The past two model years have seen the adoption of turbodiesel engines by all domestic-based light-duty pickup brands. That includes the Ram 1500 turbodiesel that returns to the group for 2020 following a one-year time-out.
In the automotive world, the pickup category is the most hotly contested. Millions are sold in North America every year. Of those, about 95 per cent are made by Ford, General Motors (Chevrolet and GMC) and the Ram division of Fiat Chrysler Automobiles (FCA). The stakes are huge.
The Ram 1500 has made quite a name for itself lately, winning numerous awards and accolades. That and some aggressive marketing has translated into steady sales growth along with a corresponding increase in respect among truck shoppers.
The only piece missing was the turbodiesel that disappeared for the 2019 model year, primarily due to emission-related issues. But now the so-called EcoDiesel has returned, with added trailer-tugging and cargo-load capacities.
So how do the numbers stack up? The Ram’s made-in-Italy 3.0-litre V-6 puts out 260 horsepower and 480 pound-feet of torque, which is a gain of eight per cent and 14 per cent, respectively. A new turbocharger, redesigned fuel injectors and pistons and increased compression ratio are credited with the improved performance.
The Ford F150 turbodiesel (also a 3.0-litre V-6) delivers 250 horsepower and 440 pound-feet, and GM’s 3.0-litre inline six-cylinder turbodiesel in the Chevrolet Silverado and GMC Sierra has 277 horsepower and 460 pound-feet. Yes, the numbers are close, but the Ram holds a definite edge in the crucial torque department.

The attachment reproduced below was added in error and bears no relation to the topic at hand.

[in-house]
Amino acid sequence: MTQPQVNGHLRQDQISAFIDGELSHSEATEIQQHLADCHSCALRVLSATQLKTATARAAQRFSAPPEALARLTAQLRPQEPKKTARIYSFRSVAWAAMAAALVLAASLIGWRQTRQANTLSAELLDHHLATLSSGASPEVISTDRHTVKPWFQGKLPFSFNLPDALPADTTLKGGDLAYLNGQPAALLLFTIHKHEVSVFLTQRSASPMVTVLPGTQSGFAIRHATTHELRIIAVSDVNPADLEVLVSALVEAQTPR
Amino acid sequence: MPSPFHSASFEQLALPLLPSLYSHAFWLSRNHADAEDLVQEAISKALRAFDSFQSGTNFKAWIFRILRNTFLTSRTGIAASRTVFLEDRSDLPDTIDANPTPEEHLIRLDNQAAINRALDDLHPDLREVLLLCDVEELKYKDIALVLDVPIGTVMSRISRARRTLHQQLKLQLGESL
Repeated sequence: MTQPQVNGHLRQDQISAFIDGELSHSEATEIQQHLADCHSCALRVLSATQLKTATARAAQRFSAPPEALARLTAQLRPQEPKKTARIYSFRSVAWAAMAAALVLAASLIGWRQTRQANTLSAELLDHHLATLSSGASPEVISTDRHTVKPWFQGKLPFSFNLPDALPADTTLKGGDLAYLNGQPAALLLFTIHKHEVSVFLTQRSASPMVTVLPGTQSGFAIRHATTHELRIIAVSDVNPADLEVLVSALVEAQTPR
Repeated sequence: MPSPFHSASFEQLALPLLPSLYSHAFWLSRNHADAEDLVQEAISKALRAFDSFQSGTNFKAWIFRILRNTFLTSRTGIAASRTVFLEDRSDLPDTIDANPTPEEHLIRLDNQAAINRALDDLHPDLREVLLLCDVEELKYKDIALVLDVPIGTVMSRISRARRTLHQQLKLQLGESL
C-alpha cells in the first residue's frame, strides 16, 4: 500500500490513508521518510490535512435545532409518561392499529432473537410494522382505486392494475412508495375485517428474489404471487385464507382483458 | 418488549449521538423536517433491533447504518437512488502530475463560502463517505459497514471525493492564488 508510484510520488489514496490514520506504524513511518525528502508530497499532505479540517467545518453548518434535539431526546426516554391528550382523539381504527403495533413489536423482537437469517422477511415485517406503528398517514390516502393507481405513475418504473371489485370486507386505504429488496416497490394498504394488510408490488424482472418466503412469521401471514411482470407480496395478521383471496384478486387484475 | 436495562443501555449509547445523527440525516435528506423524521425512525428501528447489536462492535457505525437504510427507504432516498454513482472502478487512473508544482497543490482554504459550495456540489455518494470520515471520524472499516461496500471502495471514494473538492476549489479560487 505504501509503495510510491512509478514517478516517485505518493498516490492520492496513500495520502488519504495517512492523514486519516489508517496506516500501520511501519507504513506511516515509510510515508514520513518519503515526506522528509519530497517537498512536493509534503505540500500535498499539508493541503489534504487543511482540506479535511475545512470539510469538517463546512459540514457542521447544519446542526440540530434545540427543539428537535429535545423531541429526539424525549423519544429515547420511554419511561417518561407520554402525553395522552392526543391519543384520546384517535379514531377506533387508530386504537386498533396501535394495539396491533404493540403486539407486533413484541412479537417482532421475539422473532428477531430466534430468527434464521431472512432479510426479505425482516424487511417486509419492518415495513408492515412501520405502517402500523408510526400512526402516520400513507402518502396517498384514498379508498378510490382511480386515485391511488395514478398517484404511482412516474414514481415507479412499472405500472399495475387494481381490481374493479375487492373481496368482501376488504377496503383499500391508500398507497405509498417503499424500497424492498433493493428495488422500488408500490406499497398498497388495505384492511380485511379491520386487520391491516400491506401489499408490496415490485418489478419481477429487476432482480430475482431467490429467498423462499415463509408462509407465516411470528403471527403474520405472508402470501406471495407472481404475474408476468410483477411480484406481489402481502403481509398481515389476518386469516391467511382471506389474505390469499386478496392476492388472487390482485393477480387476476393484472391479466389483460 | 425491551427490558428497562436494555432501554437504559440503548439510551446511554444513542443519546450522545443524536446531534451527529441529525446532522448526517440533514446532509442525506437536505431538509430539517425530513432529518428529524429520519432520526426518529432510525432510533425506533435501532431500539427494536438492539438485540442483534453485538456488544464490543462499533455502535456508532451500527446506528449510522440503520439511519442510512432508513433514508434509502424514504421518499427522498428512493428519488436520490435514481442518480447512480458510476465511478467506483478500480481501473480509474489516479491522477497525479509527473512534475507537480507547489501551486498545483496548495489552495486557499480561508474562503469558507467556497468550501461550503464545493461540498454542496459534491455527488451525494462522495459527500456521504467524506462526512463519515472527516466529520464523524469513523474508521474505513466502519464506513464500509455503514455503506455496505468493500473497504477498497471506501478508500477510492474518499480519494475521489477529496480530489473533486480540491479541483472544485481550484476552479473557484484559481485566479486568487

It’s also a horse race for official fuel economy. GM leads the pack at 8.9 l/100 km in combined city/highway driving, followed by Ram at 9.7 and Ford at 9.8.
The EcoDiesel’s maximum payload and towing capacities have increased to 1,045 and 5,710 kilograms, respectively, from 855 and 4,027 kilograms.
The EcoDiesel can be specified with all Ram body styles and box sizes, including the extended-length quad-cab and four-door crew-cab models. A two-door regular-cab version is also available, but only for fleet customers. Most trim levels can be outfitted with the diesel, too, including the Sport and off-road-oriented Rebel.
Aside from the diesel, the Ram is available with a 3.5-litre V-6 that produces 305 horsepower and 269 pound-feet of torque. That can be temporarily increased by up to 90 pound-feet with a belt-drive 48-volt “eTorque” motor/generator. This mild-hybrid system replaces the traditional alternator and uses a lithium-ion battery to add power under hard acceleration.
Optional is a 5.7-litre V-8 that delivers 395 horsepower and 410 pound-feet, and when equipped with eTorque it has slightly more towing capacity than the EcoDiesel at 5,795 kilograms.
All Ram engines are linked to eight-speed automatic transmissions.
Aside from what’s under the hood, the 2020 Ram 1500 has no shortage of tricks up its sleeves to be competitive. The optional air suspension can raise or lower the ride height and keep the truck level when it’s loaded.
Then there’s the trick multi-function tailgate. The split design allows you to open either or both sides, or you can drop the tailgate as a single unit for loading/unloading larger and/or longer objects.
The interior can also be loaded with luxury amenities and a dominating 30-centimetre touchscreen that’s so large it can be split into two screens. It looks intimidating, but the layout is intuitive and the system is easy to use.
Ram EcoDiesel pricing starts at $51,300, including destination charges. That’s about $5,200 more than the base gasoline V-6 and $3,250 more than V-8-equipped Rams.
If your work and/or play requirements call for plenty of torque-rich pulling and hauling performance while keeping fuel consumption in check, the updated EcoDiesel option will be most welcome..